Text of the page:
January 25, 2012
By Mike Adams
Ever wonder what’s really found in Chicken McNuggets? Some of the ingredients, it turns out, seem to belong more to an industrial factory of some kind, not a food retailer. According to the McDonald’s Corporation, its famous Chicken McNuggets are made with ingredients including autolyzed yeast extract (which contain free glutamate, similar to MSG), sodium phosphates and sodium aluminum phosphate. But that’s not the freaky part. According to McDonald’s own website, Chicken McNuggets are also made with “hydrogenated soybean oil with TBHQ and citric acid added to preserve freshness” and “Dimethylpolysiloxane added as an antifoaming agent.”
At least two of these ingredients are artificially synthesized industrial chemicals. TBHQ, a petroleum derivative, is used as a stabilizer in perfumes, resins, varnishes and oil field chemicals. Laboratory studies have linked it to stomach tumors. “At higher doses, it has some negative health effects on lab animals, such as producing precursors to stomach tumors and damage to DNA. A number of studies have shown that prolonged exposure to high doses of TBHQ may be carcinogenic, especially for stomach tumors.”
Dimethylpolysiloxane, a type of silicone, is used in caulks and sealants, as a filler for breast implants, and as key ingredient in Silly Putty. Says Wikipedia:
“PDMS is also used as a component in silicone grease and other silicone based lubricants, as well as in defoaming agents, mold release agents, damping fluids, heat transfer fluids, polishes, cosmetics, hair conditioners and other applications. PDMS has also been used as a filler fluid in breast implants, although this practice has decreased somewhat, due to safety concerns. PDMS is used variously in the cosmetic and consumer product industry as well. For example, PDMS can be used in the treatment of head lice…”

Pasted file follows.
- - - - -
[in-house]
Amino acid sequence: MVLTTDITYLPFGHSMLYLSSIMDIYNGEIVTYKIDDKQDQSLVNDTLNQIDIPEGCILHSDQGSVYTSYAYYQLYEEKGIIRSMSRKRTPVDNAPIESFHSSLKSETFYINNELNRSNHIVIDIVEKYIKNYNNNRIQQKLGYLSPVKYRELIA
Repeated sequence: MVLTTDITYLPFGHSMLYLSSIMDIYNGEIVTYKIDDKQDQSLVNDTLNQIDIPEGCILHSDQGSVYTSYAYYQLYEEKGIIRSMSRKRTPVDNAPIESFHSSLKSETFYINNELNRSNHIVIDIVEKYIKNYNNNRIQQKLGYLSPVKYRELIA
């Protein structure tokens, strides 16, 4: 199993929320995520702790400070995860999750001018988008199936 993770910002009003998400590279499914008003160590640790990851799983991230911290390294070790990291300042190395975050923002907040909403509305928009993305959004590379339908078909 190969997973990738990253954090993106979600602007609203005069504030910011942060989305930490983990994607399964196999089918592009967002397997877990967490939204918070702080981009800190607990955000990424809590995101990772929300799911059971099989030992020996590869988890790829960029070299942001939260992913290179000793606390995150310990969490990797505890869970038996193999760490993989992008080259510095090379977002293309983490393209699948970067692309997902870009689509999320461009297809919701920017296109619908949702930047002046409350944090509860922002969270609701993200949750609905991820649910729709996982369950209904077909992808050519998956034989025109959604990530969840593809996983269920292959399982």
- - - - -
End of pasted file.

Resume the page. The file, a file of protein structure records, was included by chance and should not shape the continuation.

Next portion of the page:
April 21st, 2011
By: Jill Ettinger
Last fall, the fast-food chain Wendy’s introduced its Natural Cut Fries With Sea Salt, promoting them with ads pointing to the more natural look (they leave the potato skins on) and the better tasting product. But, as it turns out, the product is anything but natural.
The name itself is the giveaway: natural cut? That doesn’t actually tell consumers the product ingredients are natural, but it’s easy to be misled into thinking that’s what Wendy’s means. The fries undergo several unnatural treatments, including being sprayed with a chemical called sodium acid pyrophosphate, which prevents the potatoes from turning brown in the two deep frying sessions they go through—once at the factory and then again at the restaurant.
Although they’re called “Natural Cut Fries With Sea Salt” the name could actually read: “Natural Cut Fries With Sea Salt, Dextrose and Dimethylpolysiloxane.” Dextrose is a corn derived sugar coating added to the fries to help retain color, and dimethylpolysiloxane is a silicone-based chemical food additive that stabilizes the frying oil, which would otherwise become foamy after repeated fries.
The deception doesn’t stop at the chemicals added to the fries. John Keeling of the National Potato Council told Yahoo that Wendy’s highlights its use of “100% Russet potatoes,” but that virtually “all processed French Fries are Russets.” And, as Americans seek ways of reducing sodium intake, Wendy’s Natural Cut Fries also contain more sodium than their original fries, up by more than 40 percent to 500 milligrams in a medium size serving.
Whether it is the appearance of Wendy’s Natural Cut Fries With Sea Salt that make them seem healthier, or the actual taste, a third party research firm concluded in a national taste test that 56 percent of people polled preferred Wendy’s fries versus 39 percent who favored McDonald’s.